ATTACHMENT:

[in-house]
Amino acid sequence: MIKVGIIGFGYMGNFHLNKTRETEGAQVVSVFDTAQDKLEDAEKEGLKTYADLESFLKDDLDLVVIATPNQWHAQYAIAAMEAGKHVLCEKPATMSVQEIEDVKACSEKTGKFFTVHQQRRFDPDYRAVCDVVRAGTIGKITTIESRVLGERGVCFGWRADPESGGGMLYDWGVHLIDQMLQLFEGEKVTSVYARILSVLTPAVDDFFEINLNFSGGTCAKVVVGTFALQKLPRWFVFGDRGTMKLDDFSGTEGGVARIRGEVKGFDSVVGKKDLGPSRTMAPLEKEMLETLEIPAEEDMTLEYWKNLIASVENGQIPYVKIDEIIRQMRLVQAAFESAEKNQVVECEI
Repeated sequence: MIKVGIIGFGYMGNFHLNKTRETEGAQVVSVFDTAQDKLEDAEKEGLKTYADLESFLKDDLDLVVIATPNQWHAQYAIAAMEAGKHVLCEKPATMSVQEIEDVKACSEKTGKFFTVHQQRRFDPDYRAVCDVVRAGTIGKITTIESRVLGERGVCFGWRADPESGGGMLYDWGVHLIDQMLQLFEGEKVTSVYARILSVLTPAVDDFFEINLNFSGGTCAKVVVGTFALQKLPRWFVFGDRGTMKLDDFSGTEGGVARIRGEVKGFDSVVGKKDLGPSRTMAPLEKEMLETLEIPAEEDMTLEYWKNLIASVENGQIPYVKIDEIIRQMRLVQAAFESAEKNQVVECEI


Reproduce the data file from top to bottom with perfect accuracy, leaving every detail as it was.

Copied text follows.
[in-house]
Amino acid sequence: MIKVGIIGFGYMGNFHLNKTRETEGAQVVSVFDTAQDKLEDAEKEGLKTYADLESFLKDDLDLVVIATPNQWHAQYAIAAMEAGKHVLCEKPATMSVQEIEDVKACSEKTGKFFTVHQQRRFDPDYRAVCDVVRAGTIGKITTIESRVLGERGVCFGWRADPESGGGMLYDWGVHLIDQMLQLFEGEKVTSVYARILSVLTPAVDDFFEINLNFSGGTCAKVVVGTFALQKLPRWFVFGDRGTMKLDDFSGTEGGVARIRGEVKGFDSVVGKKDLGPSRTMAPLEKEMLETLEIPAEEDMTLEYWKNLIASVENGQIPYVKIDEIIRQMRLVQAAFESAEKNQVVECEI
Repeated sequence: MIKVGIIGFGYMGNFHLNKTRETEGAQVVSVFDTAQDKLEDAEKEGLKTYADLESFLKDDLDLVVIATPNQWHAQYAIAAMEAGKHVLCEKPATMSVQEIEDVKACSEKTGKFFTVHQQRRFDPDYRAVCDVVRAGTIGKITTIESRVLGERGVCFGWRADPESGGGMLYDWGVHLIDQMLQLFEGEKVTSVYARILSVLTPAVDDFFEINLNFSGGTCAKVVVGTFALQKLPRWFVFGDRGTMKLDDFSGTEGGVARIRGEVKGFDSVVGKKDLGPSRTMAPLEKEMLETLEIPAEEDMTLEYWKNLIASVENGQIPYVKIDEIIRQMRLVQAAFESAEKNQVVECEI